I can get over the skewering of the timelines; here the terms Glass Town and Angria are used interchangeably when in fact the latter is the principal setting for much of Brontë’s later juvenilia with seven provinces (Angria, Arundel, Calabar, Douro, Etrei, and Northangerland) and which was created for Zamorna by the Verdopolitan Parliament in 1834 as a reward for his success in war. Phew. See what I’m like? I don’t even mind little embellishments such as the depiction of Mary’s childhood devotion to Zamorna, or the fact that the Charles who appears to Charlotte has much more in common with his Angrian incarnation, dandy and struggling writer, Charles Townshend than Lord Charles of Glass Town. The all too brief glimpse of one of my favourite characters, Mina Laury, left me wanting more despite some inaccuracies regarding her relationships with Zamorna and Northangerland.
Things I couldn’t get past included the strange alterations to an almost unrecognisable Zenobia (here reluctant wife to Northangerland who first encounters Mary when they are both being courted by Zamorna and champion of the rights of women and the Ashantees) and Mary’s dead brothers (two of whom, the warring Edward and Sir William Percy, feature prominently in other stories from the saga and even make it into Charlotte’s adult novel The Professor as the Crimsworths). I’d have liked a bit more information on Northangerland as Branwell’s alter-ego and pseuondym although I enjoyed the reference to him being a rogue. Mary’s lack of devotion to Zamorna in adulthood was also quite jarring when in the source material she would die for him. I also thought that Greenberg’s text could have focused a little more on the Brontës’ determination to become authors and the fact that their juvenilia was a long literary apprenticeship on the road to success in adulthood.
I realise I sound overly negative but it’s always hard to see alterations made to the source material, the wonderful Brontë juvenilia. Overall, I thoroughly enjoyed Greenberg’s take on Glass Town and I sincerely hope that people reading this will be encouraged to seek out the Brontë juvenilia for themselves. This is a great text for those familiar with the lives of the Brontës as we never tire of reading about them, and also provides a solid introduction to their history. It also provides a 21st century reader friendly introduction to the magical but confusing and sprawling worlds of Glass Town, Angria, and Gondal. If Greenberg could provide the artwork for some future illustrated versions of stories from the juvenilia then that would be spectacular. I’d particularly love to see her get her hands on the likes of the Angrian stories Henry Hastings (1839) and Caroline Vernon (1839) as well as the above mentioned Glass Town tale Strange Events. I think the Brontës would have greatly enjoyed seeing their worlds brought to life by Greenberg in Glass Town and I can give it no higher praise than that.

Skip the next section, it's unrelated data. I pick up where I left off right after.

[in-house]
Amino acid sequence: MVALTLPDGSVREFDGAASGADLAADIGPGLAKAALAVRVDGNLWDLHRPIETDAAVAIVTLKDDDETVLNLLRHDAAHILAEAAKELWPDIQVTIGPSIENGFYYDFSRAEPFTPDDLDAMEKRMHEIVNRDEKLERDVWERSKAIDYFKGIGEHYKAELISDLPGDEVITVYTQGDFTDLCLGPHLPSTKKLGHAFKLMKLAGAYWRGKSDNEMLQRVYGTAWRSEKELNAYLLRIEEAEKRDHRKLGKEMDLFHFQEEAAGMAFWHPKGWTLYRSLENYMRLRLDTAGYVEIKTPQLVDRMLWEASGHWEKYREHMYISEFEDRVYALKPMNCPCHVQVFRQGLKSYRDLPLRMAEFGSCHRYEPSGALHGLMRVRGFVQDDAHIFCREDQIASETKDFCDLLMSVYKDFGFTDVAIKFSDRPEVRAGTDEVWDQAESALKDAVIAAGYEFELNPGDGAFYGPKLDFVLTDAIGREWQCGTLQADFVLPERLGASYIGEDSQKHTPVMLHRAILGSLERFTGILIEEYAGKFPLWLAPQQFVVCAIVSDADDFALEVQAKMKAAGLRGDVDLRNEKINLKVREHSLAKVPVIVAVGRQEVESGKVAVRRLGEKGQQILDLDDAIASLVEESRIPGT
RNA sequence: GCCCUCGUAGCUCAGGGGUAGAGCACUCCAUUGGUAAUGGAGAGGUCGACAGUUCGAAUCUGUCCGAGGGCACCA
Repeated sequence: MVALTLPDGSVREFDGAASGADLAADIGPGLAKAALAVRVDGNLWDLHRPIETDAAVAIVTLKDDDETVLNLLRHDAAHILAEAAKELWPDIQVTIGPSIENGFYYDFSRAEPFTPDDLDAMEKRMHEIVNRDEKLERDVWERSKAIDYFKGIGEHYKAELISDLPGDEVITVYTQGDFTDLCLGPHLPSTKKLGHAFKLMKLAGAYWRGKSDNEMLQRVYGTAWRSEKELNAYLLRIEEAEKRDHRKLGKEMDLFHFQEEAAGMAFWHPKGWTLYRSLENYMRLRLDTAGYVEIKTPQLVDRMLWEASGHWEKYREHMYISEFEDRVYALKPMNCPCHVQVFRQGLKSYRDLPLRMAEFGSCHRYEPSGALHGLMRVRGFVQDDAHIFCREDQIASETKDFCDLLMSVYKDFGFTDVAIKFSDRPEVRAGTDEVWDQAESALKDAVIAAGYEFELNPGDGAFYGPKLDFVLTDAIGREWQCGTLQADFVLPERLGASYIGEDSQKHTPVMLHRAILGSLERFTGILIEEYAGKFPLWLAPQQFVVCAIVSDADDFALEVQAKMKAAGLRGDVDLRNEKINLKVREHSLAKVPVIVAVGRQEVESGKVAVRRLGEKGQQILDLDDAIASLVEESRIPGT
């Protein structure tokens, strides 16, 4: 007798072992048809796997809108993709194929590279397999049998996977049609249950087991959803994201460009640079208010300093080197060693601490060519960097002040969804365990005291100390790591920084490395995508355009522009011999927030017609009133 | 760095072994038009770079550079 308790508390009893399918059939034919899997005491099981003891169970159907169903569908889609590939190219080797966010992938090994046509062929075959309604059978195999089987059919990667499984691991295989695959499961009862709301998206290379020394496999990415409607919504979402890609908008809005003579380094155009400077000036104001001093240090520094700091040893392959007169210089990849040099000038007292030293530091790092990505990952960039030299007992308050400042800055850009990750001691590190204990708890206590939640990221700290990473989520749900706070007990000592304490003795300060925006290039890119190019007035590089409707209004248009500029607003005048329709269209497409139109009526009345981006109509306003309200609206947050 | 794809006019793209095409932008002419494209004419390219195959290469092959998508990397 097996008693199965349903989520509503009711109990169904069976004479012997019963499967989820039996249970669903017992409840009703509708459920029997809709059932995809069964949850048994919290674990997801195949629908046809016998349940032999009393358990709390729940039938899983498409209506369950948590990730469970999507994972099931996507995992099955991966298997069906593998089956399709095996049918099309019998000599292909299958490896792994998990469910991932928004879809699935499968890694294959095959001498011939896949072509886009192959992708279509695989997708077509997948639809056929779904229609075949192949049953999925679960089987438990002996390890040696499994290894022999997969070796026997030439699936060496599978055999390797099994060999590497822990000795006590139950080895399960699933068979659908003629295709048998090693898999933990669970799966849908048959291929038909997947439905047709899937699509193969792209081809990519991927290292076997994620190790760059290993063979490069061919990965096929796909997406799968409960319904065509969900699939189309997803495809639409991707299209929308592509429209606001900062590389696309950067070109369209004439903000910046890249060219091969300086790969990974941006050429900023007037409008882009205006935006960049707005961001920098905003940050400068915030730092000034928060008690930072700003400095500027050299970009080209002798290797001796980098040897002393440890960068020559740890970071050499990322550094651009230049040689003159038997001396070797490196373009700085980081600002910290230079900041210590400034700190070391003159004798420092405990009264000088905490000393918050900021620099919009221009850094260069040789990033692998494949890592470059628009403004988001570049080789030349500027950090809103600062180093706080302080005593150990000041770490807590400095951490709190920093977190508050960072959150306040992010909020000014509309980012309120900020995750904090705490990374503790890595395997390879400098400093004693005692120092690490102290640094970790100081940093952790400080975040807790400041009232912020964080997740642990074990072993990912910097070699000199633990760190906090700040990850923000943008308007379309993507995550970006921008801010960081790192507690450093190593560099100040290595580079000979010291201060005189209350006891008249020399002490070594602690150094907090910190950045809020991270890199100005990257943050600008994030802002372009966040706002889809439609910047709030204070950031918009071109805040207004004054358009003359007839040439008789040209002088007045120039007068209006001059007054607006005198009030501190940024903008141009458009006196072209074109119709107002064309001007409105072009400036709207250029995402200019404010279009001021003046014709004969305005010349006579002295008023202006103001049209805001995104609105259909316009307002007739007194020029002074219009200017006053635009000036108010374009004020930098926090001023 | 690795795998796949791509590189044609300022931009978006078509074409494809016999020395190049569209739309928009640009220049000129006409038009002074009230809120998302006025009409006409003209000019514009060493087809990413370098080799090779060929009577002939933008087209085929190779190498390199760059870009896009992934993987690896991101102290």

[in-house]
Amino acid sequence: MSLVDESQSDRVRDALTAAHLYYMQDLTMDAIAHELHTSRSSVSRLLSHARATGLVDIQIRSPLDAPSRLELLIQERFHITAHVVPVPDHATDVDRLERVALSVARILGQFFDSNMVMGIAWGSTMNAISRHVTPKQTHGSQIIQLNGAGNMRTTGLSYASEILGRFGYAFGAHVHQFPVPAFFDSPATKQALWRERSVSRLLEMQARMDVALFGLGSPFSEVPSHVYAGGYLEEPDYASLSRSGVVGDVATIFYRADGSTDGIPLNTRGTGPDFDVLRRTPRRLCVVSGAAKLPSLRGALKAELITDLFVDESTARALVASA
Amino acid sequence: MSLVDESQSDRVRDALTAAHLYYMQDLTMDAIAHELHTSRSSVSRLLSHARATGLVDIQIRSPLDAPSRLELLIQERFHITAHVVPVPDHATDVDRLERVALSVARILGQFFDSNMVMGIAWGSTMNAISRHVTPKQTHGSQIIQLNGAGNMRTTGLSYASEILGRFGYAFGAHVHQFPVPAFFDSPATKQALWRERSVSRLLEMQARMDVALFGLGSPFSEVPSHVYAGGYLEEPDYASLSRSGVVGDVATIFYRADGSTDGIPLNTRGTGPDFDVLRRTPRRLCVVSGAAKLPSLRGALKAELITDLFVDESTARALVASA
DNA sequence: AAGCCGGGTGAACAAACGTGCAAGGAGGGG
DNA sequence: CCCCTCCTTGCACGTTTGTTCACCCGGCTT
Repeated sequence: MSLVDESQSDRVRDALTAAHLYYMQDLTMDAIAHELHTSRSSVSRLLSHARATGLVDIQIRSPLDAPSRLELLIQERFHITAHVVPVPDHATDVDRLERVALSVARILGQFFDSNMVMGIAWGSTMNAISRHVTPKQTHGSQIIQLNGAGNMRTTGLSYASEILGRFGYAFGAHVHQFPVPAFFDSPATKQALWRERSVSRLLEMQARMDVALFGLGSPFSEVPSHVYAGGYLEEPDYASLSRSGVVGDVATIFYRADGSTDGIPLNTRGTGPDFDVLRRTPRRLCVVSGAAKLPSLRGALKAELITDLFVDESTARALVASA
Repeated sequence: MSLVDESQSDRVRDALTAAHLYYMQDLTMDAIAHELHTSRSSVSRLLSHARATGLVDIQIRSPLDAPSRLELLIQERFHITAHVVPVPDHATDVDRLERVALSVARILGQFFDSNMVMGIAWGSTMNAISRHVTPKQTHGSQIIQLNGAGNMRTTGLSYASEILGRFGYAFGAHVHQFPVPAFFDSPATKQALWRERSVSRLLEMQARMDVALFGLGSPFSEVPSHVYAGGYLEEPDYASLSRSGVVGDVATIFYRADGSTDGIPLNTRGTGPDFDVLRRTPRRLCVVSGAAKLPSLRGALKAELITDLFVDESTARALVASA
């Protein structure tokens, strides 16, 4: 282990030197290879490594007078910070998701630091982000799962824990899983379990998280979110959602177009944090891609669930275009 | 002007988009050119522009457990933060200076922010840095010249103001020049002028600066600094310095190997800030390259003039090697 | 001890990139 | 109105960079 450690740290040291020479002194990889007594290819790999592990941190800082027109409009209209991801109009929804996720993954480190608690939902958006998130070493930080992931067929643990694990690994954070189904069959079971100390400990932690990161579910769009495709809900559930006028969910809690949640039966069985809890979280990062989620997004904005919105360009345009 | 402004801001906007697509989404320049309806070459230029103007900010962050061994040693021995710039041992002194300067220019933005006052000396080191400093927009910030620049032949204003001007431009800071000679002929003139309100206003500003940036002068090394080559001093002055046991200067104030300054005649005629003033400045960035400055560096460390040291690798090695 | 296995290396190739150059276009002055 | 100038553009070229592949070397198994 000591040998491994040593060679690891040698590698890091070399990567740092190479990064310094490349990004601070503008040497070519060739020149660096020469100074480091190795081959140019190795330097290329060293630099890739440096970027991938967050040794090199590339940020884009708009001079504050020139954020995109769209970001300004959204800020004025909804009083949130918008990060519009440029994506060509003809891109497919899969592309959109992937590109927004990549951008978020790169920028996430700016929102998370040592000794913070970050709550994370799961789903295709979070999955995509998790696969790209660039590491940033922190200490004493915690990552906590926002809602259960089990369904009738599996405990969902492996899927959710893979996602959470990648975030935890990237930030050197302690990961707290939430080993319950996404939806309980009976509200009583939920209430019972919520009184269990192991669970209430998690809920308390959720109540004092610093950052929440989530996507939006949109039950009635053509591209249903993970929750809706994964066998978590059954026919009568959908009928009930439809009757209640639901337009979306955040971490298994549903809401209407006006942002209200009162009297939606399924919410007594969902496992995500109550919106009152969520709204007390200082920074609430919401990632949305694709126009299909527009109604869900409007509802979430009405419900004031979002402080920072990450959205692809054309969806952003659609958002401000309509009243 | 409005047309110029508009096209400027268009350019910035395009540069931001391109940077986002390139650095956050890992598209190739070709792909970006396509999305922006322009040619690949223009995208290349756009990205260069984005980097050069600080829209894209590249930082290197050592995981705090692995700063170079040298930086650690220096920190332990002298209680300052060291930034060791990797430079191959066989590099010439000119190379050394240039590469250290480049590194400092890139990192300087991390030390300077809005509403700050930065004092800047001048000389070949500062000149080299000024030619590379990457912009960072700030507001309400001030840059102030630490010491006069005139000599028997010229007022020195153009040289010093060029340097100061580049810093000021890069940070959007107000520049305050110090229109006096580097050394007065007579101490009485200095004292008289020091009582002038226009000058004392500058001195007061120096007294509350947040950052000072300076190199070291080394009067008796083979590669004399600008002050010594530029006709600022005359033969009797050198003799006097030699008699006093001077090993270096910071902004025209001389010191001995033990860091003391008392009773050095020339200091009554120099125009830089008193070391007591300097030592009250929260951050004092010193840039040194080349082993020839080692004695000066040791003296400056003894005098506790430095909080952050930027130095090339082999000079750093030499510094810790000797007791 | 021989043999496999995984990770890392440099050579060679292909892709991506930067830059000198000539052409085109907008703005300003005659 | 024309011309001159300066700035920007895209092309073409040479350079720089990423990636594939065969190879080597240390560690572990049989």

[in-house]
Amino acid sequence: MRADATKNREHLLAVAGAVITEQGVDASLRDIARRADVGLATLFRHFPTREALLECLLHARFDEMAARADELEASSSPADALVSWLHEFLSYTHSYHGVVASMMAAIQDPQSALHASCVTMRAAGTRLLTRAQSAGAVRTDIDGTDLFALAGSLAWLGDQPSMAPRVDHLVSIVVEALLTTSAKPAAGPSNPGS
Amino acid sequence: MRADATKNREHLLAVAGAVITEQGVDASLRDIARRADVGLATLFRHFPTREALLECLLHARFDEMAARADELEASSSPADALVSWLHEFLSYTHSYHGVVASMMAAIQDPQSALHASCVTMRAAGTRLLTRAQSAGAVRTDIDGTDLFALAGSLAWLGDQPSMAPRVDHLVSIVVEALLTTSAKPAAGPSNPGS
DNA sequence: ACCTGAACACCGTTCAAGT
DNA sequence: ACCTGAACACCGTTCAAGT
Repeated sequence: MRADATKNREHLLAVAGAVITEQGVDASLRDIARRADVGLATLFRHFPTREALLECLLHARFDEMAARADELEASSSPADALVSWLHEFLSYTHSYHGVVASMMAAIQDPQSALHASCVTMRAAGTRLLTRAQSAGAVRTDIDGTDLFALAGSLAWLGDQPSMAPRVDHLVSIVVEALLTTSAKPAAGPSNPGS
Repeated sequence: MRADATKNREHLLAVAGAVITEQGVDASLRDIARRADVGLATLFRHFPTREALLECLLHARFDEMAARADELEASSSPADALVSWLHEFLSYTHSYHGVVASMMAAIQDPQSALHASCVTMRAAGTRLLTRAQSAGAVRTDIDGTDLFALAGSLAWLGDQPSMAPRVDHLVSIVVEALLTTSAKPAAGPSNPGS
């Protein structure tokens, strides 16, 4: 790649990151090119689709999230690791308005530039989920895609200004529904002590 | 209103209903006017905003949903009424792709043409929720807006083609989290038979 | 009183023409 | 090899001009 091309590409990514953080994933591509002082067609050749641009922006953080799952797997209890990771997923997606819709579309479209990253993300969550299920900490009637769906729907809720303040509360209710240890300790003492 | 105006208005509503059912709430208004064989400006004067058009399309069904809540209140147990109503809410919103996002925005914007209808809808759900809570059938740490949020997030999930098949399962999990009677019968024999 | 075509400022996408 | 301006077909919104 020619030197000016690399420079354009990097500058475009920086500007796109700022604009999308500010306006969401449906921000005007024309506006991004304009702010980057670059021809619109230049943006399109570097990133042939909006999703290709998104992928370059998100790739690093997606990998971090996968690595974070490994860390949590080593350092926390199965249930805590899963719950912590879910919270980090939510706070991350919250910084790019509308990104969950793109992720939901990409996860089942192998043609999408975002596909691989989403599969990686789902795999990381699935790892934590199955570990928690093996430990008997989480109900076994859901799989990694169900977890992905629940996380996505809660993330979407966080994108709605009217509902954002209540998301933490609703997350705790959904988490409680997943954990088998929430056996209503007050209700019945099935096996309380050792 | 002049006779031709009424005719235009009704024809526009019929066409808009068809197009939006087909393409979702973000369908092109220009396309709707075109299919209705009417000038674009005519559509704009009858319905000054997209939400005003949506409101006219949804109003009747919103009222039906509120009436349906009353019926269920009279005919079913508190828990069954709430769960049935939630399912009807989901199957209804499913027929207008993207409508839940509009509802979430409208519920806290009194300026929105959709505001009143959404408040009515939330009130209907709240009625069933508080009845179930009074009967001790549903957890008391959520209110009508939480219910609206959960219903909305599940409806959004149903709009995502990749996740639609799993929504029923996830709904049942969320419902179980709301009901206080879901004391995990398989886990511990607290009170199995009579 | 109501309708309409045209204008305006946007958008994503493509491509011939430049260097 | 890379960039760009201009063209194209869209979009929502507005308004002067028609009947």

Glass Town by Isabel Greenberg is available to buy in the UK from 6th February.
In Loving Memory of Bob the Bichon (2007-2019)
A lover of life, the Brontës, and Haworth who knows that I’m just going to write because I can’t help it.
By Nicola F. a.k.a. The Brontë Babe.
Thanks for reading. I’d love it if you stopped by The Journal of Juvenilia Studies where you can read my essay, “Autobiography, Wish-Fulfilment, and Juvenilia. The ‘Fractured Self’ in Charlotte Brontë’s Paracosmic Counterworld”.
Please do not copy, share, or use the images from this post without seeking permission first. Thanks to Jonathan Cape for providing the high res images of Quashia, the Parsonage, Charles and Charlotte, and Glass Town.